Of course, this is all coming from the person who decided to challenge himself and write a novel narrated by a blind man (in a society founded by the deaf). Given what I've said about liking well realized settings, you can see how difficult that must have been for me. But it taught me well not to ignore the other senses as ways of creating a scene (and saying something about a character).

Anyway, go out and write some fiercely imagined stories--lushly described but without the description slowing the story down. That's the challenge.

Tuesday, November 07, 2006

Obligatory Go-Vote-Now post

Well, I voted this morning, even though I had to take care of my son at the same time. He didn't much like sitting in the stroller while I was in the booth, but he liked the 'I Voted!' sticker they gave him afterward. So if you haven't voted yet and you're a US citizen, go do so. (Mark, that includes you--I don't imagine there are a lot of polling places in Kiev, but find one!)

OK, civic duty dispensed with. How to turn this around and tie it in with writing? Well, I've already written one deeply cynical story where an election is chosen by a violent game in the streets. Originally that was going to be something where the elected leaders actually made decisions by going out and playing a game, but the extra step of remove lets it comment a bit more on elected democracy itself (plus I'd half forgotten the original idea when I sat down and began writing). I'm sure there are many ways to take elections in general and some of the heated debates of this election in particular and use them as springboards for writing.

Speaking of which, I need to get some writing done this afternoon, so that's all. Happy election day.

Wednesday, November 01, 2006

Nemo 7 now open

I've been fascinated by the concept of this series of anthologies ever since I first heard of it. Nemonymous aims to make both the submission process and the reading process blind, so submissions are sent anonymously (from email addresses that give no clue as to who's actually submitting) and within the anthology itself, the stories aren't bylined, until the following issue, when it's revealed who wrote which stories. Volume 7 won't be quite as blind--the editor will learn this time who the authors are after the initial blind read narrows it down to 50 stories, and then half of the stories will be bylined within the issue. So it will interesting to see if (and how) that affects both the stories accepted and how people read the resulting mix.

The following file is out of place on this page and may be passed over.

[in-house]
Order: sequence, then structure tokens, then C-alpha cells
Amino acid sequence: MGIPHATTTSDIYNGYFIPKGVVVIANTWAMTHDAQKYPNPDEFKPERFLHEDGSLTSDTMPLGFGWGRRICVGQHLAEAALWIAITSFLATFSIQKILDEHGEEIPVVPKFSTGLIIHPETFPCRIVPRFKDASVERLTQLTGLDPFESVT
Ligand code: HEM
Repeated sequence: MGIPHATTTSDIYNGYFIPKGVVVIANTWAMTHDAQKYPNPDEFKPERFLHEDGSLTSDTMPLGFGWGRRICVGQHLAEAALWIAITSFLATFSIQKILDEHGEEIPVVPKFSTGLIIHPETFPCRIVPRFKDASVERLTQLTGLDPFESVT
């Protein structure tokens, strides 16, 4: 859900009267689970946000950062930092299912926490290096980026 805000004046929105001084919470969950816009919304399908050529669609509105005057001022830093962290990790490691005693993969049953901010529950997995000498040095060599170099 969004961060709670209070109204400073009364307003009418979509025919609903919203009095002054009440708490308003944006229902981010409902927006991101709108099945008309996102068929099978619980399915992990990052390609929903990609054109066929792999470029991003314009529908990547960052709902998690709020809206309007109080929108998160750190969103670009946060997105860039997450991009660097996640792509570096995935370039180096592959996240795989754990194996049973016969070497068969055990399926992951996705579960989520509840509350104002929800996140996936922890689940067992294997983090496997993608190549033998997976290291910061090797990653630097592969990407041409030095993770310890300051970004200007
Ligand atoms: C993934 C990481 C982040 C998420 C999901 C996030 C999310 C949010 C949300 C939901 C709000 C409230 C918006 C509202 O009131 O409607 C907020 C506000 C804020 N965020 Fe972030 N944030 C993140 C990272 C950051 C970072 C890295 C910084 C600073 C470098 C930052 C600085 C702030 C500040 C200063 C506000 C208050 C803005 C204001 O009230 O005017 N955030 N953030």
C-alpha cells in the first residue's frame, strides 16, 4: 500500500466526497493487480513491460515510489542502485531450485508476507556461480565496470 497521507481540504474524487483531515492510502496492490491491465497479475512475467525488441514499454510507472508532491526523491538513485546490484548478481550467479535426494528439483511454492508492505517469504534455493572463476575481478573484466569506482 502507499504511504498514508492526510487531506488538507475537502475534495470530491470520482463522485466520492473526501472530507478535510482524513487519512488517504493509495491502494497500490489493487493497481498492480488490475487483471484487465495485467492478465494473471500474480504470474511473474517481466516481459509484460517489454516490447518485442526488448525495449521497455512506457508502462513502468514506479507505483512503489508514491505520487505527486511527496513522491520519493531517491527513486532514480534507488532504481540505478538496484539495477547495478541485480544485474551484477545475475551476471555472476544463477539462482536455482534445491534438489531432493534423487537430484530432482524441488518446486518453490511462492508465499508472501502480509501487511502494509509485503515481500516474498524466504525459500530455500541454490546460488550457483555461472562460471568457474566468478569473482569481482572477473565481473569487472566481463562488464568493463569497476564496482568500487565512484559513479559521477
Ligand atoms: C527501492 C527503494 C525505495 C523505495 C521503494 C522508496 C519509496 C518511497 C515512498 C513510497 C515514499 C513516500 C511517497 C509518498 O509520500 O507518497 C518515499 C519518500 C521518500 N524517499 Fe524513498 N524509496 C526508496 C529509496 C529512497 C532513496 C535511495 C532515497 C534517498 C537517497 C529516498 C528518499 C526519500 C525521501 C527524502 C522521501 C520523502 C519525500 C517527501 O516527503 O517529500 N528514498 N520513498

The earlier issues are available for only the cost of postage, I believe--at least they were when I got the first five issues a couple months ago. I haven't read as many of the stories as I'd hoped to have read by now, but what I've read is good. Wait, you say, five? Then how's this new one number 7? Well, Nemo 6 you make yourself--go out and buy a blank notebook, preferably the same size as the issues, put Nemo 6 on the cover, and then either enjoy the blank stories or write your own in it...but if you write your own, at some level you need to be unaware of who's writing them. Make your head spin? Good. I love it!

Just one note if you do wish to submit, D F Lewis, the editor, has said a couple places online that he seriously doubts anyone who hasn't read a copy will make it to the final much so that he considered putting that as a requirement right in the guidelines. So I'd recommend getting a copy ($2 postage per issue if you live in the US, and even less I'm sure in the UK--no idea what it'd be for Canada or Australia or elsewhere, but surely not much). Or at the very least, poke around the website to get a feel for Nemonymous's history and D F Lewis's preferences, then go out and buy yourself Nemo 6.

And like I said, I think it's a fascinating concept, this blind submission and reading, something well worth supporting once the new issue is out.